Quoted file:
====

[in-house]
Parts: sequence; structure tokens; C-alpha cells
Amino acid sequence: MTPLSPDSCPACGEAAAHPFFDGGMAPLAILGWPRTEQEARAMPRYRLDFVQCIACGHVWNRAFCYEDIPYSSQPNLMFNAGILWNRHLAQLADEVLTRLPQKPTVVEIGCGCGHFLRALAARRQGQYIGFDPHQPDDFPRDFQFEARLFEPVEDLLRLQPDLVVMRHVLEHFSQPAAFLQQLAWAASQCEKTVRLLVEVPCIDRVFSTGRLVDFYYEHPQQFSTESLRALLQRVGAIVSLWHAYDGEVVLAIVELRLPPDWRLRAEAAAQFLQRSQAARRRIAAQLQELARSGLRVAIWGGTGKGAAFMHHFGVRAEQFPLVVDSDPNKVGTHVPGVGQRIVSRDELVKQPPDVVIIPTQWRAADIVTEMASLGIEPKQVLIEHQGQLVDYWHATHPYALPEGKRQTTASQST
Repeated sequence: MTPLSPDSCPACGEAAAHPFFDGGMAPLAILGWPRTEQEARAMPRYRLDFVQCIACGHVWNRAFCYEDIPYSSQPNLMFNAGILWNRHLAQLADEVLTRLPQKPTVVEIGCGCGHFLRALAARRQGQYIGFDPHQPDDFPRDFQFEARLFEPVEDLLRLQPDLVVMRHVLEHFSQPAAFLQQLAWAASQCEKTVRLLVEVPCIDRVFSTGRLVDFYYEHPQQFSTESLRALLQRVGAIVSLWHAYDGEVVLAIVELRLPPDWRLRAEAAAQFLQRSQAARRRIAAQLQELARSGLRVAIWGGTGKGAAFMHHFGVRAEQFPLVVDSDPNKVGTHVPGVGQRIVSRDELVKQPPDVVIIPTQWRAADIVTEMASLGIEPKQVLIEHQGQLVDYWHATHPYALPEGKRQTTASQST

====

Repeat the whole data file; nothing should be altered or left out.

[in-house]
Parts: sequence; structure tokens; C-alpha cells
Amino acid sequence: MTPLSPDSCPACGEAAAHPFFDGGMAPLAILGWPRTEQEARAMPRYRLDFVQCIACGHVWNRAFCYEDIPYSSQPNLMFNAGILWNRHLAQLADEVLTRLPQKPTVVEIGCGCGHFLRALAARRQGQYIGFDPHQPDDFPRDFQFEARLFEPVEDLLRLQPDLVVMRHVLEHFSQPAAFLQQLAWAASQCEKTVRLLVEVPCIDRVFSTGRLVDFYYEHPQQFSTESLRALLQRVGAIVSLWHAYDGEVVLAIVELRLPPDWRLRAEAAAQFLQRSQAARRRIAAQLQELARSGLRVAIWGGTGKGAAFMHHFGVRAEQFPLVVDSDPNKVGTHVPGVGQRIVSRDELVKQPPDVVIIPTQWRAADIVTEMASLGIEPKQVLIEHQGQLVDYWHATHPYALPEGKRQTTASQST
Repeated sequence: MTPLSPDSCPACGEAAAHPFFDGGMAPLAILGWPRTEQEARAMPRYRLDFVQCIACGHVWNRAFCYEDIPYSSQPNLMFNAGILWNRHLAQLADEVLTRLPQKPTVVEIGCGCGHFLRALAARRQGQYIGFDPHQPDDFPRDFQFEARLFEPVEDLLRLQPDLVVMRHVLEHFSQPAAFLQQLAWAASQCEKTVRLLVEVPCIDRVFSTGRLVDFYYEHPQQFSTESLRALLQRVGAIVSLWHAYDGEVVLAIVELRLPPDWRLRAEAAAQFLQRSQAARRRIAAQLQELARSGLRVAIWGGTGKGAAFMHHFGVRAEQFPLVVDSDPNKVGTHVPGVGQRIVSRDELVKQPPDVVIIPTQWRAADIVTEMASLGIEPKQVLIEHQGQLVDYWHATHPYALPEGKRQTTASQST